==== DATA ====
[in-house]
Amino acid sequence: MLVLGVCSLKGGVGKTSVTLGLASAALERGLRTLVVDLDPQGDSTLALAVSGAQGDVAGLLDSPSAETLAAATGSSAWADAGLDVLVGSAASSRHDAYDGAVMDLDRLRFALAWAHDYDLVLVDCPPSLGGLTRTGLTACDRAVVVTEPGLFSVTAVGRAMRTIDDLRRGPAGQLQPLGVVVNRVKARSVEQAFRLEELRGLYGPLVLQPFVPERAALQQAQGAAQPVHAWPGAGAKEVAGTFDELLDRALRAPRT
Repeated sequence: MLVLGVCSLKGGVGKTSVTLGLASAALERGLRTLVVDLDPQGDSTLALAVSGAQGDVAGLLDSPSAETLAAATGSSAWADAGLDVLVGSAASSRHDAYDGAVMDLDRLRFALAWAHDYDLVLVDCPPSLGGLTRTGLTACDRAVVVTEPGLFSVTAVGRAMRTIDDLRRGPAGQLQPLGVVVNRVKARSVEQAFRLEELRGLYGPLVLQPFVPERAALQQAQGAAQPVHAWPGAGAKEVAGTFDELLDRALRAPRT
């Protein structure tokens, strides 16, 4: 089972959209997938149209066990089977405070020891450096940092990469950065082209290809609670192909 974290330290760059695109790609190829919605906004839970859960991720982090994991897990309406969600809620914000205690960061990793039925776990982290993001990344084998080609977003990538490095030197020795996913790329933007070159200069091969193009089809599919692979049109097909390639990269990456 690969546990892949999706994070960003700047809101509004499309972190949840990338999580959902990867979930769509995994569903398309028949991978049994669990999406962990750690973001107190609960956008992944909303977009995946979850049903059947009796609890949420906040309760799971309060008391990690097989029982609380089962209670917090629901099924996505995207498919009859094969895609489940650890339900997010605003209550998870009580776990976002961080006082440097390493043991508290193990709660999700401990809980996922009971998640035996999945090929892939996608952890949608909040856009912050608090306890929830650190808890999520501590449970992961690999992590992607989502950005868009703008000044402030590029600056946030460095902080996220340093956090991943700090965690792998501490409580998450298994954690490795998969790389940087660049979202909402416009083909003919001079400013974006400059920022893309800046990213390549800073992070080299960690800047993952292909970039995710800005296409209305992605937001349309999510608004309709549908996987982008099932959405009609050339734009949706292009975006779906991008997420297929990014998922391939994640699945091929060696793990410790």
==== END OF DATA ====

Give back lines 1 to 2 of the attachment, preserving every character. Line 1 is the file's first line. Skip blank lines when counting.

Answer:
[in-house]
Amino acid sequence: MLVLGVCSLKGGVGKTSVTLGLASAALERGLRTLVVDLDPQGDSTLALAVSGAQGDVAGLLDSPSAETLAAATGSSAWADAGLDVLVGSAASSRHDAYDGAVMDLDRLRFALAWAHDYDLVLVDCPPSLGGLTRTGLTACDRAVVVTEPGLFSVTAVGRAMRTIDDLRRGPAGQLQPLGVVVNRVKARSVEQAFRLEELRGLYGPLVLQPFVPERAALQQAQGAAQPVHAWPGAGAKEVAGTFDELLDRALRAPRT